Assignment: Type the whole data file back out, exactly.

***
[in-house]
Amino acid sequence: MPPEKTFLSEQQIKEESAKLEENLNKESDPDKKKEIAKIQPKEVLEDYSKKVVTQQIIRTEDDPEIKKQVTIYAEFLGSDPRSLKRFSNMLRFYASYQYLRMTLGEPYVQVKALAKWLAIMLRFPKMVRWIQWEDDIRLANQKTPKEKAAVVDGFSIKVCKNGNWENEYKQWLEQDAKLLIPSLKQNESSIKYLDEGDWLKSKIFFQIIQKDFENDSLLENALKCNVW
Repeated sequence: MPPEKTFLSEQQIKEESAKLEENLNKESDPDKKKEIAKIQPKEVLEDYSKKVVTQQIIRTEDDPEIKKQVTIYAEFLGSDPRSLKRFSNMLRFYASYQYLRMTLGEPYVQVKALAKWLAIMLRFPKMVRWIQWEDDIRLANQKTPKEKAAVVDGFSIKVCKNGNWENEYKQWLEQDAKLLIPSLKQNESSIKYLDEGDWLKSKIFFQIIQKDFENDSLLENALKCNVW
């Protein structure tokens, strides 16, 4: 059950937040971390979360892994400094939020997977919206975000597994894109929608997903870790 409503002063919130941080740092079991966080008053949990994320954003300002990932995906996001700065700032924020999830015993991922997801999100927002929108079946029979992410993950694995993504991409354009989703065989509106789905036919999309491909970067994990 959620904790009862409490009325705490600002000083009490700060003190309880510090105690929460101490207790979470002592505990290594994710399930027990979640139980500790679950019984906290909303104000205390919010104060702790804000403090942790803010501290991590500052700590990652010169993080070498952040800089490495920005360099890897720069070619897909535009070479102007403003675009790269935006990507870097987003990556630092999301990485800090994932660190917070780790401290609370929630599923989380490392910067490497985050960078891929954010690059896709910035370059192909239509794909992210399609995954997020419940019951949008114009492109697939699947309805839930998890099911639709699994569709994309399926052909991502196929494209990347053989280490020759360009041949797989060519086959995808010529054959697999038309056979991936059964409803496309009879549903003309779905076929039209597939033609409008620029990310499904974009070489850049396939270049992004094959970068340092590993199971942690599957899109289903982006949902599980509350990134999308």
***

[in-house]
Amino acid sequence: MPPEKTFLSEQQIKEESAKLEENLNKESDPDKKKEIAKIQPKEVLEDYSKKVVTQQIIRTEDDPEIKKQVTIYAEFLGSDPRSLKRFSNMLRFYASYQYLRMTLGEPYVQVKALAKWLAIMLRFPKMVRWIQWEDDIRLANQKTPKEKAAVVDGFSIKVCKNGNWENEYKQWLEQDAKLLIPSLKQNESSIKYLDEGDWLKSKIFFQIIQKDFENDSLLENALKCNVW
Repeated sequence: MPPEKTFLSEQQIKEESAKLEENLNKESDPDKKKEIAKIQPKEVLEDYSKKVVTQQIIRTEDDPEIKKQVTIYAEFLGSDPRSLKRFSNMLRFYASYQYLRMTLGEPYVQVKALAKWLAIMLRFPKMVRWIQWEDDIRLANQKTPKEKAAVVDGFSIKVCKNGNWENEYKQWLEQDAKLLIPSLKQNESSIKYLDEGDWLKSKIFFQIIQKDFENDSLLENALKCNVW
């Protein structure tokens, strides 16, 4: 059950937040971390979360892994400094939020997977919206975000597994894109929608997903870790 409503002063919130941080740092079991966080008053949990994320954003300002990932995906996001700065700032924020999830015993991922997801999100927002929108079946029979992410993950694995993504991409354009989703065989509106789905036919999309491909970067994990 959620904790009862409490009325705490600002000083009490700060003190309880510090105690929460101490207790979470002592505990290594994710399930027990979640139980500790679950019984906290909303104000205390919010104060702790804000403090942790803010501290991590500052700590990652010169993080070498952040800089490495920005360099890897720069070619897909535009070479102007403003675009790269935006990507870097987003990556630092999301990485800090994932660190917070780790401290609370929630599923989380490392910067490497985050960078891929954010690059896709910035370059192909239509794909992210399609995954997020419940019951949008114009492109697939699947309805839930998890099911639709699994569709994309399926052909991502196929494209990347053989280490020759360009041949797989060519086959995808010529054959697999038309056979991936059964409803496309009879549903003309779905076929039209597939033609409008620029990310499904974009070489850049396939270049992004094959970068340092590993199971942690599957899109289903982006949902599980509350990134999308």